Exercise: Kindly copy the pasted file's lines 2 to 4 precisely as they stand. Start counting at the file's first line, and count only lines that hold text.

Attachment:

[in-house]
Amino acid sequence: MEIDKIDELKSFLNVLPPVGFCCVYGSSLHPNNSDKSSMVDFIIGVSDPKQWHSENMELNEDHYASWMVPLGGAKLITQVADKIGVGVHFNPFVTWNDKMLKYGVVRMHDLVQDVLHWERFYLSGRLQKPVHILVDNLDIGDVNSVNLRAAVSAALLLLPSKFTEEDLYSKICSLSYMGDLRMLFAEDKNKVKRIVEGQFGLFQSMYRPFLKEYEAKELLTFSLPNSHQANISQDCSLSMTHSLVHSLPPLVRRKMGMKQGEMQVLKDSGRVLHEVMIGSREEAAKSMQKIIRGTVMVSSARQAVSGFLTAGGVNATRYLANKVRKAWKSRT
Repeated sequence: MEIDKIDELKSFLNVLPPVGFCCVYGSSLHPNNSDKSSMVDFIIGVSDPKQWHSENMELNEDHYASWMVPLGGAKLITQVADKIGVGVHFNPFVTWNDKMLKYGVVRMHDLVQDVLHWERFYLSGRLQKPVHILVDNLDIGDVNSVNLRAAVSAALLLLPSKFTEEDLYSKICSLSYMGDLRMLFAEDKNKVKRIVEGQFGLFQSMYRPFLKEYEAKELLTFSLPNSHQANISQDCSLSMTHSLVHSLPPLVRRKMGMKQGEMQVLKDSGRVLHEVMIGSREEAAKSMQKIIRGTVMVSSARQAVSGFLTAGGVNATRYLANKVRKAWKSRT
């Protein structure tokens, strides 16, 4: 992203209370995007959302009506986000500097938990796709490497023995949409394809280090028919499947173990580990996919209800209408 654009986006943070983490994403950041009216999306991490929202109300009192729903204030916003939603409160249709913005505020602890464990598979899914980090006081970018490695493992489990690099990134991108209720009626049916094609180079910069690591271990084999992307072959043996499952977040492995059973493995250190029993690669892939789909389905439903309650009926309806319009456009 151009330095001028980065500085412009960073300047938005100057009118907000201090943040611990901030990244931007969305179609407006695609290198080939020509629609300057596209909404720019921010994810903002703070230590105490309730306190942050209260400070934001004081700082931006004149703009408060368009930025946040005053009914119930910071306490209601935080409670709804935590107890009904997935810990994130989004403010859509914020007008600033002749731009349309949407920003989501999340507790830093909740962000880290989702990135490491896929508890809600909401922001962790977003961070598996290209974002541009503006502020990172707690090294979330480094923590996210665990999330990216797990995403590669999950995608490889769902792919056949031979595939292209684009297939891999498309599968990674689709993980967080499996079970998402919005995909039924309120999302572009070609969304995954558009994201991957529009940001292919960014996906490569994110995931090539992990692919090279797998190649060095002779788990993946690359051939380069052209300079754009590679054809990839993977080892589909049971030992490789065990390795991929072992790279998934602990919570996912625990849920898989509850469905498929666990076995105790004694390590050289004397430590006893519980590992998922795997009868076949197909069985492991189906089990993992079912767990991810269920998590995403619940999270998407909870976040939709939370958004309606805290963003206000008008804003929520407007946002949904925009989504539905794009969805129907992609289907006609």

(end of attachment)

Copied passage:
Amino acid sequence: MEIDKIDELKSFLNVLPPVGFCCVYGSSLHPNNSDKSSMVDFIIGVSDPKQWHSENMELNEDHYASWMVPLGGAKLITQVADKIGVGVHFNPFVTWNDKMLKYGVVRMHDLVQDVLHWERFYLSGRLQKPVHILVDNLDIGDVNSVNLRAAVSAALLLLPSKFTEEDLYSKICSLSYMGDLRMLFAEDKNKVKRIVEGQFGLFQSMYRPFLKEYEAKELLTFSLPNSHQANISQDCSLSMTHSLVHSLPPLVRRKMGMKQGEMQVLKDSGRVLHEVMIGSREEAAKSMQKIIRGTVMVSSARQAVSGFLTAGGVNATRYLANKVRKAWKSRT
Repeated sequence: MEIDKIDELKSFLNVLPPVGFCCVYGSSLHPNNSDKSSMVDFIIGVSDPKQWHSENMELNEDHYASWMVPLGGAKLITQVADKIGVGVHFNPFVTWNDKMLKYGVVRMHDLVQDVLHWERFYLSGRLQKPVHILVDNLDIGDVNSVNLRAAVSAALLLLPSKFTEEDLYSKICSLSYMGDLRMLFAEDKNKVKRIVEGQFGLFQSMYRPFLKEYEAKELLTFSLPNSHQANISQDCSLSMTHSLVHSLPPLVRRKMGMKQGEMQVLKDSGRVLHEVMIGSREEAAKSMQKIIRGTVMVSSARQAVSGFLTAGGVNATRYLANKVRKAWKSRT
């Protein structure tokens, strides 16, 4: 992203209370995007959302009506986000500097938990796709490497023995949409394809280090028919499947173990580990996919209800209408 654009986006943070983490994403950041009216999306991490929202109300009192729903204030916003939603409160249709913005505020602890464990598979899914980090006081970018490695493992489990690099990134991108209720009626049916094609180079910069690591271990084999992307072959043996499952977040492995059973493995250190029993690669892939789909389905439903309650009926309806319009456009 151009330095001028980065500085412009960073300047938005100057009118907000201090943040611990901030990244931007969305179609407006695609290198080939020509629609300057596209909404720019921010994810903002703070230590105490309730306190942050209260400070934001004081700082931006004149703009408060368009930025946040005053009914119930910071306490209601935080409670709804935590107890009904997935810990994130989004403010859509914020007008600033002749731009349309949407920003989501999340507790830093909740962000880290989702990135490491896929508890809600909401922001962790977003961070598996290209974002541009503006502020990172707690090294979330480094923590996210665990999330990216797990995403590669999950995608490889769902792919056949031979595939292209684009297939891999498309599968990674689709993980967080499996079970998402919005995909039924309120999302572009070609969304995954558009994201991957529009940001292919960014996906490569994110995931090539992990692919090279797998190649060095002779788990993946690359051939380069052209300079754009590679054809990839993977080892589909049971030992490789065990390795991929072992790279998934602990919570996912625990849920898989509850469905498929666990076995105790004694390590050289004397430590006893519980590992998922795997009868076949197909069985492991189906089990993992079912767990991810269920998590995403619940999270998407909870976040939709939370958004309606805290963003206000008008804003929520407007946002949904925009989504539905794009969805129907992609289907006609």